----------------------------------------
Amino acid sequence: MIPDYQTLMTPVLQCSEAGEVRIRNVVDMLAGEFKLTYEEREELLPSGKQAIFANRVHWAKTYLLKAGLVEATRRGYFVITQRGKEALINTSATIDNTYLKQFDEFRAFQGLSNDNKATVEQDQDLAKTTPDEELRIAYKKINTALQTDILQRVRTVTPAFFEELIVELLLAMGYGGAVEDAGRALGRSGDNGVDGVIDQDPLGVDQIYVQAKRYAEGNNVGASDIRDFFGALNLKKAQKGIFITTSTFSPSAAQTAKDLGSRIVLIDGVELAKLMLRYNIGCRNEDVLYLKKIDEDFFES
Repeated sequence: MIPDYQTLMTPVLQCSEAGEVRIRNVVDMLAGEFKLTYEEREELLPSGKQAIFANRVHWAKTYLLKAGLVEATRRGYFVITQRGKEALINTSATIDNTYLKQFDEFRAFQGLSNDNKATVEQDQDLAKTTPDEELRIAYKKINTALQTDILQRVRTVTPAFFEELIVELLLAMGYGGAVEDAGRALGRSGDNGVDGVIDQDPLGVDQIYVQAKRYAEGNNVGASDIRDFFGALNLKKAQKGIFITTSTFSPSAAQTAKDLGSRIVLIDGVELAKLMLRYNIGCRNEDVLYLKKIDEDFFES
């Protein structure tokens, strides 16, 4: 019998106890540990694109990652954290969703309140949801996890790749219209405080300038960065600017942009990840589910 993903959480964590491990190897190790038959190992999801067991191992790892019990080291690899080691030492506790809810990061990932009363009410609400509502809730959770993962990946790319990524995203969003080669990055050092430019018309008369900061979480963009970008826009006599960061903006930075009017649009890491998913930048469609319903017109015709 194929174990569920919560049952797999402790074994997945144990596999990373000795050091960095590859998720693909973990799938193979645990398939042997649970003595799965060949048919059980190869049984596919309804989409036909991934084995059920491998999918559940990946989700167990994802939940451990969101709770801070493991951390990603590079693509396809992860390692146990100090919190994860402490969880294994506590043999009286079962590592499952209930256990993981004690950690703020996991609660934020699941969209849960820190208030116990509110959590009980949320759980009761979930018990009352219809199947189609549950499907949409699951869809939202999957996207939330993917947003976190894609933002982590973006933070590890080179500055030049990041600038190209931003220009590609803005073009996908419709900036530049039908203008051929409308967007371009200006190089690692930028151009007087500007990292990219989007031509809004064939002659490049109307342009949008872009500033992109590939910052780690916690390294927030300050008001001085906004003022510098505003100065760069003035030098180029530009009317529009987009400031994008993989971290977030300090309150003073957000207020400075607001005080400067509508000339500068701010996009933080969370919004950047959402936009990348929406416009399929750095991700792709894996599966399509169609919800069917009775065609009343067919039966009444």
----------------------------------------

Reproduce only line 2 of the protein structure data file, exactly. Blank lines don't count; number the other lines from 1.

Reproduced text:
Repeated sequence: MIPDYQTLMTPVLQCSEAGEVRIRNVVDMLAGEFKLTYEEREELLPSGKQAIFANRVHWAKTYLLKAGLVEATRRGYFVITQRGKEALINTSATIDNTYLKQFDEFRAFQGLSNDNKATVEQDQDLAKTTPDEELRIAYKKINTALQTDILQRVRTVTPAFFEELIVELLLAMGYGGAVEDAGRALGRSGDNGVDGVIDQDPLGVDQIYVQAKRYAEGNNVGASDIRDFFGALNLKKAQKGIFITTSTFSPSAAQTAKDLGSRIVLIDGVELAKLMLRYNIGCRNEDVLYLKKIDEDFFES